Is Studying Good For Your Body?

Is Studying Good For Your Body?

Studying may stress out the mind – but what about the body? Did you ever stop to think about your postural environment and the affects it has on the structure and function of your body?

Common complaints such as back and neck pain, eye strain, headache pain or general stress and tension can be directly or indirectly affected by your studying environment. The way we sit in our chair, the length of time we stare at our computer or the relentless hours we work, all affect our body in different ways.

The aches and pains could be avoided with a few conscious, body care decisions. The Australian Osteopathic Association has put together some healthy habit tips for better body care whilst studying.


1. Posture
Correct posture will relieve pressure on the lower back, improve your breathing and increase the blood circulation through the back, lower back and legs.
Your head should be in an upright position when viewing documents on your computer screen

Breathe with your diaphragm when sitting or standing

Keep your shoulders relaxed and your elbows close to your sides when working

Don’t slouch in your chair or slump your shoulders

2. Support
A comfortable supportive chair will take pressure away from the lower back and make it easier to sit infront of the computer or at your desk.

Ensure your back is adequately supported

Your hips should be as far back in the chair as possible so that your back is touching your chair back

Adjust the height of your chair so your feet are positioned flat on the floor – don’t slouch over your work

Consider using an alternative to a chair to sit on e.g. a fit ball. Using a fit ball can improve the strength of your lower back and abs – it can also teach you to sit tall

3. Your Computer
Continual tasks in front on the computer can cause eye strain, headaches, neck pain and put pressure on the shoulders.

The keyboard height and slope should be both easy to adjust

The mouse should be within close reach and at the same level as the keyboard

You should hold the mouse lightly with all fingers and click gently. Move the mouse with your entire arm instead of just your wrist

Your shoulders should be relaxed when keying or using the mouse

Your source documents should be positioned on a stand placed between the monitor and keyboard

4. Take regular breaks
Take a break and get the blood flowing through the body

Get up from your desk and stretch out your back, neck, shoulders and legs

Get up from your desk and walk around the office, e.g. take a 15 minute break, get a glass of water or go to the toilet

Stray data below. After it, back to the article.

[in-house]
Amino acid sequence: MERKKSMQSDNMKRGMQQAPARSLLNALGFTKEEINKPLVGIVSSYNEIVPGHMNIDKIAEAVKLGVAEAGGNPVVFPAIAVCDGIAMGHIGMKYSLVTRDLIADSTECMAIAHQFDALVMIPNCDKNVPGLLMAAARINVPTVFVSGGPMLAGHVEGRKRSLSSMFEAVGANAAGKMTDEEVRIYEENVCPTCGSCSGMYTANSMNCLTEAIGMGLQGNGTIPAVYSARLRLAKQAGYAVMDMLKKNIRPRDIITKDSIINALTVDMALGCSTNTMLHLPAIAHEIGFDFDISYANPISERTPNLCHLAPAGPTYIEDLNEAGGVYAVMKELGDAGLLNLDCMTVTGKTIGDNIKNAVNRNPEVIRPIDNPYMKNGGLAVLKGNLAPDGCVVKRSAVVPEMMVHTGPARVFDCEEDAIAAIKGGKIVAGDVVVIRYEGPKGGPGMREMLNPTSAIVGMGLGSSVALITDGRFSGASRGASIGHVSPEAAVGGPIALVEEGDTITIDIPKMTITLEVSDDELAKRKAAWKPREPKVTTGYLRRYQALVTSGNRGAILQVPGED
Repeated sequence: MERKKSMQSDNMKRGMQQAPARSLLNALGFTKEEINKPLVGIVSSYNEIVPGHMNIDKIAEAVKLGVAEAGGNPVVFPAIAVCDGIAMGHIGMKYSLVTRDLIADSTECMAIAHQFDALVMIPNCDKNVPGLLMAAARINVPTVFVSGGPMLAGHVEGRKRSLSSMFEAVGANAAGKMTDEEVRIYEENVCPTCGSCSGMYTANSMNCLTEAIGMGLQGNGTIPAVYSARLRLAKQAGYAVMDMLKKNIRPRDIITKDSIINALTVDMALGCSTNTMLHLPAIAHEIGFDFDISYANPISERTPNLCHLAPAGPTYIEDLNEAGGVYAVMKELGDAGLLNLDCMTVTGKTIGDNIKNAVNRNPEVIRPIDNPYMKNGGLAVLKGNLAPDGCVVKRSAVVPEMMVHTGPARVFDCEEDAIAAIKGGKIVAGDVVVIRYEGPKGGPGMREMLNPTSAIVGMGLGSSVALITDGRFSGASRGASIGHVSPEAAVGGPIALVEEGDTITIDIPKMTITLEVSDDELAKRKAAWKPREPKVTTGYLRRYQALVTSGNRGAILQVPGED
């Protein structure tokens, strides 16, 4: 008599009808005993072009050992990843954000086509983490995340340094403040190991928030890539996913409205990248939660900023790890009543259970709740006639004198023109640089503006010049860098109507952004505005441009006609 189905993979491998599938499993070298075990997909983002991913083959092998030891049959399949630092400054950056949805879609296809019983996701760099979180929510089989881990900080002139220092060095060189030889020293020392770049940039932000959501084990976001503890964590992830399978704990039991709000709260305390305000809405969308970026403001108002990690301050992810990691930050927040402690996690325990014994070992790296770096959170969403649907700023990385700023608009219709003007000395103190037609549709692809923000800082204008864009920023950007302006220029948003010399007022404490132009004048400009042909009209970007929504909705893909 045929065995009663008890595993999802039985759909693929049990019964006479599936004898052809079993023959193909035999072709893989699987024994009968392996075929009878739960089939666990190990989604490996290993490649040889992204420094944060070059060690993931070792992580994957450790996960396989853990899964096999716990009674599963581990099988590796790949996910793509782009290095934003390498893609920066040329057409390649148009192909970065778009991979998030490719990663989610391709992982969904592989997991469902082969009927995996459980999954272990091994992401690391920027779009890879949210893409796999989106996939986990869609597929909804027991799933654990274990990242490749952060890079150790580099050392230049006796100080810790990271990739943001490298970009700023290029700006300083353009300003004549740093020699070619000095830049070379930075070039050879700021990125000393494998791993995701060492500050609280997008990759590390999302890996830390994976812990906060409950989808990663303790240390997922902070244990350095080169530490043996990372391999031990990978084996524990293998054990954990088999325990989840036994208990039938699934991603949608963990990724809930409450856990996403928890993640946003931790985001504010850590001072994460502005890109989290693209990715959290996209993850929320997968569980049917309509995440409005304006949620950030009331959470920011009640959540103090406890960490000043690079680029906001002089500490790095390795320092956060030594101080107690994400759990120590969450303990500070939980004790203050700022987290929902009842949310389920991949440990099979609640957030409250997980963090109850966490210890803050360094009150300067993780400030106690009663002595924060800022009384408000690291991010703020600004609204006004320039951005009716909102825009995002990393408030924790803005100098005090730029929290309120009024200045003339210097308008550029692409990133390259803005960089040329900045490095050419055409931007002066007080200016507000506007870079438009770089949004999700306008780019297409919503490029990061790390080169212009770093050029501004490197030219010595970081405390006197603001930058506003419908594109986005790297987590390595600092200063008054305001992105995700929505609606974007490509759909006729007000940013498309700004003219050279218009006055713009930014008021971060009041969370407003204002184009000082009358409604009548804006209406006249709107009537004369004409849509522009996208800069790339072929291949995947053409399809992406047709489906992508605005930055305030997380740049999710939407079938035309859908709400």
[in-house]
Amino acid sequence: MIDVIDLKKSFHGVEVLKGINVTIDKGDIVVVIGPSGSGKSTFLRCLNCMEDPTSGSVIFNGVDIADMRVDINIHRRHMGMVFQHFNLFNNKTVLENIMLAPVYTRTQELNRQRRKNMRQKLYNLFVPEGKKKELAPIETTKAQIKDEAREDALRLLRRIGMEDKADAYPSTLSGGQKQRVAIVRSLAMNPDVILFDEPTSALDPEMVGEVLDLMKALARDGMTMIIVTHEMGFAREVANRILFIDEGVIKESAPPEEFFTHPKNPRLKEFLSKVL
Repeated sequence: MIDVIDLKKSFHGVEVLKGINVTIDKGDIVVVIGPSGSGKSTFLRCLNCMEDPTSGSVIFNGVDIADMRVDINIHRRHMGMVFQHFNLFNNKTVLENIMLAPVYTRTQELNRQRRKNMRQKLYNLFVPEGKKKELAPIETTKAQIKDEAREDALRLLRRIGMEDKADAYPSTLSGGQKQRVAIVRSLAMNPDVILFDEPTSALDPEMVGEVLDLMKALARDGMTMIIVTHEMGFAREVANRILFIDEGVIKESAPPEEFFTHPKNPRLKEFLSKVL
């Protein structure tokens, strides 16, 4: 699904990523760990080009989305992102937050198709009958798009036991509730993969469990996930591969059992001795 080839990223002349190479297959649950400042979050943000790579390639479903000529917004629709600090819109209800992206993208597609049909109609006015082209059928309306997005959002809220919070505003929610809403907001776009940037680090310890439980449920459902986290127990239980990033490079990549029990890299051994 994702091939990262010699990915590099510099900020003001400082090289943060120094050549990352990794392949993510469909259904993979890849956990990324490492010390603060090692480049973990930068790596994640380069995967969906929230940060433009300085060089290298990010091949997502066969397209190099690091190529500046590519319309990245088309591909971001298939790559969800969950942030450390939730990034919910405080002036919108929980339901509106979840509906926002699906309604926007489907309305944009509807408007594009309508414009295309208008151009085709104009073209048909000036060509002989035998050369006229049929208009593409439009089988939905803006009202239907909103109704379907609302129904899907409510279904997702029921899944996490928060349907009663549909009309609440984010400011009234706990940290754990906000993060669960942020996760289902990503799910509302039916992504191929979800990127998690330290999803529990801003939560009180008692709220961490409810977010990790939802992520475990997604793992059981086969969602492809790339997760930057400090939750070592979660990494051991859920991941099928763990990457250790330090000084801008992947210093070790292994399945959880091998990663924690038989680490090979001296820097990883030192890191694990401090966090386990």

Get out of the house or Library, try going for a walk or for a swim.

The Neck Stretch
Here are two quick, yet effective stretches to do for your neck whilst sitting at your desk:

1. Whilst sitting in your chair – use your right arm to firmly hold onto the right side of your chair. With your left hand, place it on top of your head and slowly stretch your neck to the left. Hold the stretch whilst you breath in and out three to four times Then swap sides.

2. Interlock your fingers, and placed them behind your head. Keep your arms relatively relaxed, whilst supporting your head with your hands and slowly tilt your head forward hold the stretch whilst you breathe in and out three to four times.

Six Stretches for a Stronger and less Stressed Back by an Osteopath

These stretches and exercises are designed to relieve tension and strengthen your back. For best results, do these exercises when you are warm – eg after a shower, because that is when your muscles are most responsive.

1. Lie flat on your back and using your hands bring one knee up to your chest. Hold your knee in a position where you feel comfortable. Hold position whilst you breathe in out and three times and then change legs.

2. Lie on your back with your arms out to the side, bend your knees and gently rock them from side to side in the mid range. (ie from 90 degrees to 45 degrees – not to the floor). Do three sets of three to five.

3. Lie on your back and with your arms out, bend your knees and gently drop them over to one side of your body. Hold position whilst you breathe in and out three times – and then change legs.

4. Lie flat on your back, and stretch out your entire body. Reach as far as you can with your toes and stretch up as far as you can with your hands. Hold position whilst you breathe in and out three times.

5. Stand tall, place your hands behind your knees and stretch up through your shoulders and into the middle of the back. Hold this position whilst you breathe in and out three times.

6. Lie flat on your back, put your hands underneath your bottom and bend your knees. Keep your knees together and slowly lift them off the ground gently bringing your knees into your chest. Keep your lower abdominals tight. Do three sets of three to five.

If at any time, these exercises cause you discomfort or aggravate symptoms consult your local osteopath.

What is Osteopathy?

Put simply, osteopathy is a “tune and balance” for the body.

Holistic in approach, osteopathy is a form of drug free, manual medicine which focuses on total body health by treating and strengthening the musculoskeletal framework, and through this, balancing the body and its nervous, circulatory and lymphatic systems.